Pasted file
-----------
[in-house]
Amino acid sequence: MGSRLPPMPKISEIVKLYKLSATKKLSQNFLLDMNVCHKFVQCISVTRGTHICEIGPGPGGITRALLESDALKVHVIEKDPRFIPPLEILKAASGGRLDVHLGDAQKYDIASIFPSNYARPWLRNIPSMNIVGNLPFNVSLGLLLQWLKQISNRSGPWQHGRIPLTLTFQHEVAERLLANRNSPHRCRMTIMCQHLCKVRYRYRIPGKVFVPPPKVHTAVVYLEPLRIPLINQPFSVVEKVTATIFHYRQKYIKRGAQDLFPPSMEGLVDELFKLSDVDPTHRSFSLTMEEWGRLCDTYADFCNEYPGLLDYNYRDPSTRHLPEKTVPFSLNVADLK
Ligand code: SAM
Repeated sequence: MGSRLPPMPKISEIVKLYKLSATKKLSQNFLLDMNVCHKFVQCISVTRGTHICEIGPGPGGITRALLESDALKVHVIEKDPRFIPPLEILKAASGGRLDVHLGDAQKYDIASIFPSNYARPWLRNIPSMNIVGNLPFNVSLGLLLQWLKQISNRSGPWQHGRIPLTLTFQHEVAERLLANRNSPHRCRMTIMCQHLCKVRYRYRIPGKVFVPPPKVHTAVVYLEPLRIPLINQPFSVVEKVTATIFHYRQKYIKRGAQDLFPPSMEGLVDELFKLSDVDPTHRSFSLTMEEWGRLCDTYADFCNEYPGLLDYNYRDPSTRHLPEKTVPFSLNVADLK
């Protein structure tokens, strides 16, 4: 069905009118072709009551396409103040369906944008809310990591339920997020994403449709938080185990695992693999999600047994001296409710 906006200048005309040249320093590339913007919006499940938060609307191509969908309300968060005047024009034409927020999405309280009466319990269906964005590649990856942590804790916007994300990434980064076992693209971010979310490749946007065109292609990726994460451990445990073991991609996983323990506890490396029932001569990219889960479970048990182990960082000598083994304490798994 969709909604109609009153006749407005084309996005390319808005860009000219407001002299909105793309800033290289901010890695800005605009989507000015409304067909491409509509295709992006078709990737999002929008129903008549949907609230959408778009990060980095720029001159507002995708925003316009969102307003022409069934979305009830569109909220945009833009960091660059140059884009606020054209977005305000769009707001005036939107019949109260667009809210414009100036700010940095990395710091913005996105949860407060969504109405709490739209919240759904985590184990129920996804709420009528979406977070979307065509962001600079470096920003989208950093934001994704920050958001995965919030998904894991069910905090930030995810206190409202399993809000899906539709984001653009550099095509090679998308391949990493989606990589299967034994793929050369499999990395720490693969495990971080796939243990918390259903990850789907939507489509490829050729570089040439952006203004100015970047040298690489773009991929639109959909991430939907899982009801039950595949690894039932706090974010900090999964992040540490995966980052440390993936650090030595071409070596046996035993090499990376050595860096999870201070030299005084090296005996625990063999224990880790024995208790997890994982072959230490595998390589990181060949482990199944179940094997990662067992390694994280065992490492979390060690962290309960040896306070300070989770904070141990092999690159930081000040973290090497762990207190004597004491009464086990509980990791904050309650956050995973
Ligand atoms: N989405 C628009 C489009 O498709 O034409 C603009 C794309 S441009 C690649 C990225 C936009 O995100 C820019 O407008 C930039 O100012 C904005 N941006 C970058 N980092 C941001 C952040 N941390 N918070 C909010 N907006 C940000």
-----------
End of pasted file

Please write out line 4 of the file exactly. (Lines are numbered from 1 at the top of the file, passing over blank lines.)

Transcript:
Repeated sequence: MGSRLPPMPKISEIVKLYKLSATKKLSQNFLLDMNVCHKFVQCISVTRGTHICEIGPGPGGITRALLESDALKVHVIEKDPRFIPPLEILKAASGGRLDVHLGDAQKYDIASIFPSNYARPWLRNIPSMNIVGNLPFNVSLGLLLQWLKQISNRSGPWQHGRIPLTLTFQHEVAERLLANRNSPHRCRMTIMCQHLCKVRYRYRIPGKVFVPPPKVHTAVVYLEPLRIPLINQPFSVVEKVTATIFHYRQKYIKRGAQDLFPPSMEGLVDELFKLSDVDPTHRSFSLTMEEWGRLCDTYADFCNEYPGLLDYNYRDPSTRHLPEKTVPFSLNVADLK